Hydraulic fracking is a natural gas extraction technique that uses millions of gallons of pressurized water and chemicals to force gas out of tight crevices in deeply-buried shale rock. This controversial technique poses dangers to drinking water wells and aquifers, according to new reports.
Independent hydrologist Tom Meyers, Ph.D., of Reno, Nevada has recently published two reports about the effects of fracking on groundwater. The first report, published April 30, 2012, is an inquiry into the Environmental Protection Agency’s (EPA) statement that groundwater in the area of Pavillion, Wyoming had most likely become contaminated by fracking. The second report, published in the April-May edition of the journal Ground Water, was done at the request of the National Ground Water Association.
Meyers’ report on the EPA study confirmed water contamination near Pavillion, Wyoming. The EPA correctly identified several factors that make that area vulnerable to contamination from fracking. Aquifers are close to the surface, gas wells are designed and constructed improperly, and the regional geology allows hazardous chemicals to migrate upwards into drinking water sources.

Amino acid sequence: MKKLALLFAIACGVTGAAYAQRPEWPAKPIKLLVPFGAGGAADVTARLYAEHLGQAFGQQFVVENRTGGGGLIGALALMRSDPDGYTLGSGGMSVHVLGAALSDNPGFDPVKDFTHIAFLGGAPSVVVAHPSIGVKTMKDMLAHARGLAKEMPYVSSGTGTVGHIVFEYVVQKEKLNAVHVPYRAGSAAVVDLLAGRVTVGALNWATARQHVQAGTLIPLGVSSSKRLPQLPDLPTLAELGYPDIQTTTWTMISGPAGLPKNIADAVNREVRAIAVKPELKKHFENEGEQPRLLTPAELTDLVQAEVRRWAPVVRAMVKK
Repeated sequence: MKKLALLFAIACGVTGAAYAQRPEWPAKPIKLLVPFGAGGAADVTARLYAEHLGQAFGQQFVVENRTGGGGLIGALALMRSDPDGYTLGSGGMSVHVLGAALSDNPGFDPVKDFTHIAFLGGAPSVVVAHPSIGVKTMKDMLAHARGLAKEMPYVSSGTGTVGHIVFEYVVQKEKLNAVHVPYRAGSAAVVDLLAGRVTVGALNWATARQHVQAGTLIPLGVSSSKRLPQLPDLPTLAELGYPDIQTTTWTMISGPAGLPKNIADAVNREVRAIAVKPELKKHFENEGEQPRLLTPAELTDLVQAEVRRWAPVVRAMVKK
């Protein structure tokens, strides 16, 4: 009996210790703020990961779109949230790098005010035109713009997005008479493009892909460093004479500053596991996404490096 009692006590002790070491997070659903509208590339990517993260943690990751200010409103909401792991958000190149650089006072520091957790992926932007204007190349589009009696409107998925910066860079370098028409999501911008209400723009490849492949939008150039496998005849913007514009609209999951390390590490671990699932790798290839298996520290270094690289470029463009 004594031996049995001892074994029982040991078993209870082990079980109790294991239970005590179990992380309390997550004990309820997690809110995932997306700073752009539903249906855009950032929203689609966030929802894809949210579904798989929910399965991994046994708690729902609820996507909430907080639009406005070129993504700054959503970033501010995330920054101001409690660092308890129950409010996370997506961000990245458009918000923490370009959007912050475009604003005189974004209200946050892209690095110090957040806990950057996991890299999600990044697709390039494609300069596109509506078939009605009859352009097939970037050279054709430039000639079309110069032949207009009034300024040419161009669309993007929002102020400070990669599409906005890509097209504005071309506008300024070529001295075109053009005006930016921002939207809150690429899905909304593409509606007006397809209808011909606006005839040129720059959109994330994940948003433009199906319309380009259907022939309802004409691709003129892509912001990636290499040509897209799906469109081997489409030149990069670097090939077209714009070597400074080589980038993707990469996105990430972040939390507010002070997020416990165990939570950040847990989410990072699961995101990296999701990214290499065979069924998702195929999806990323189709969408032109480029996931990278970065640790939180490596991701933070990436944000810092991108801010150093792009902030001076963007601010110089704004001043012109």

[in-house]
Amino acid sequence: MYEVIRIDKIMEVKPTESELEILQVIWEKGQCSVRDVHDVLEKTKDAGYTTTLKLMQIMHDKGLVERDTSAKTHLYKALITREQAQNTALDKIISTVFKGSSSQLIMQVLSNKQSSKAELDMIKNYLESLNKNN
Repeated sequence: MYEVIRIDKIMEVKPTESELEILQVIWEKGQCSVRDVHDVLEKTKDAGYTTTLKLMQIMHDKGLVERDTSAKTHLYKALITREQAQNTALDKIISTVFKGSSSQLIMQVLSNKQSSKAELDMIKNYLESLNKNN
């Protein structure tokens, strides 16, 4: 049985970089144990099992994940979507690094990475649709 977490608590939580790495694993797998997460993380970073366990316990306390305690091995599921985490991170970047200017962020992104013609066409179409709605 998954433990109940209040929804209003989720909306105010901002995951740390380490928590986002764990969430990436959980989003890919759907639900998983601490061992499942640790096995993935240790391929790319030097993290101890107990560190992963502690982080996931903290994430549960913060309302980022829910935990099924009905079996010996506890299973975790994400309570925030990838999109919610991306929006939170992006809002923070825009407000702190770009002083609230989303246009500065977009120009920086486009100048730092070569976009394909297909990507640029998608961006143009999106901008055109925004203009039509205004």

The report in Ground Water refutes conclusions by some scientists that layers of underground rock prevent chemicals from migrating into groundwater. In reality, natural faults and fractures could allow this to happen. The Marcellus Shale formation underneath large parts of New York, Pennsylvania, and West Virginia is full of these natural cracks. Meyers estimates that, if these cracks are intersected by the artificial cracks produced by fracking, contaminants could surface in ten years or less.
Both of these recent studies have been criticized by proponents of fracking, who question the motivations of the groups funding the studies. Nevertheless, Meyers’ reports are being submitted to the EPA as technical comments. Opponents of fracking point out that similar information has been concealed from the public by industry groups, through millions of dollars in nondisclosure agreements.